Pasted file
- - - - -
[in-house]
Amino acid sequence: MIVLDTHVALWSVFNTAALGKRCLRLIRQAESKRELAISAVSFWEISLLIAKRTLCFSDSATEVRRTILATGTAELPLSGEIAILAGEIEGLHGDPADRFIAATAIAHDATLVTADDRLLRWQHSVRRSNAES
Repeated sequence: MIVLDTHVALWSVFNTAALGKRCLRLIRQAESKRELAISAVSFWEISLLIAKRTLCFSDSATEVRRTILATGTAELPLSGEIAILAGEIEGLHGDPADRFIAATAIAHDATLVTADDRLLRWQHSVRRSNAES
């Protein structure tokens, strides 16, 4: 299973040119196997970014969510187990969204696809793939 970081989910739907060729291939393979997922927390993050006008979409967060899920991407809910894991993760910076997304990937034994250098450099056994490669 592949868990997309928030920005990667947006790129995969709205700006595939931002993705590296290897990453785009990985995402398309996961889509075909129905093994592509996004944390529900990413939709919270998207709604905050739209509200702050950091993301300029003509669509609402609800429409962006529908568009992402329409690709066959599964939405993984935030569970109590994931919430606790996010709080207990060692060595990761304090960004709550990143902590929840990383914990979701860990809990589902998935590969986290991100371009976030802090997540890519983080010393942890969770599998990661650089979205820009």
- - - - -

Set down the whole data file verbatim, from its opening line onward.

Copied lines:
[in-house]
Amino acid sequence: MIVLDTHVALWSVFNTAALGKRCLRLIRQAESKRELAISAVSFWEISLLIAKRTLCFSDSATEVRRTILATGTAELPLSGEIAILAGEIEGLHGDPADRFIAATAIAHDATLVTADDRLLRWQHSVRRSNAES
Repeated sequence: MIVLDTHVALWSVFNTAALGKRCLRLIRQAESKRELAISAVSFWEISLLIAKRTLCFSDSATEVRRTILATGTAELPLSGEIAILAGEIEGLHGDPADRFIAATAIAHDATLVTADDRLLRWQHSVRRSNAES
């Protein structure tokens, strides 16, 4: 299973040119196997970014969510187990969204696809793939 970081989910739907060729291939393979997922927390993050006008979409967060899920991407809910894991993760910076997304990937034994250098450099056994490669 592949868990997309928030920005990667947006790129995969709205700006595939931002993705590296290897990453785009990985995402398309996961889509075909129905093994592509996004944390529900990413939709919270998207709604905050739209509200702050950091993301300029003509669509609402609800429409962006529908568009992402329409690709066959599964939405993984935030569970109590994931919430606790996010709080207990060692060595990761304090960004709550990143902590929840990383914990979701860990809990589902998935590969986290991100371009976030802090997540890519983080010393942890969770599998990661650089979205820009």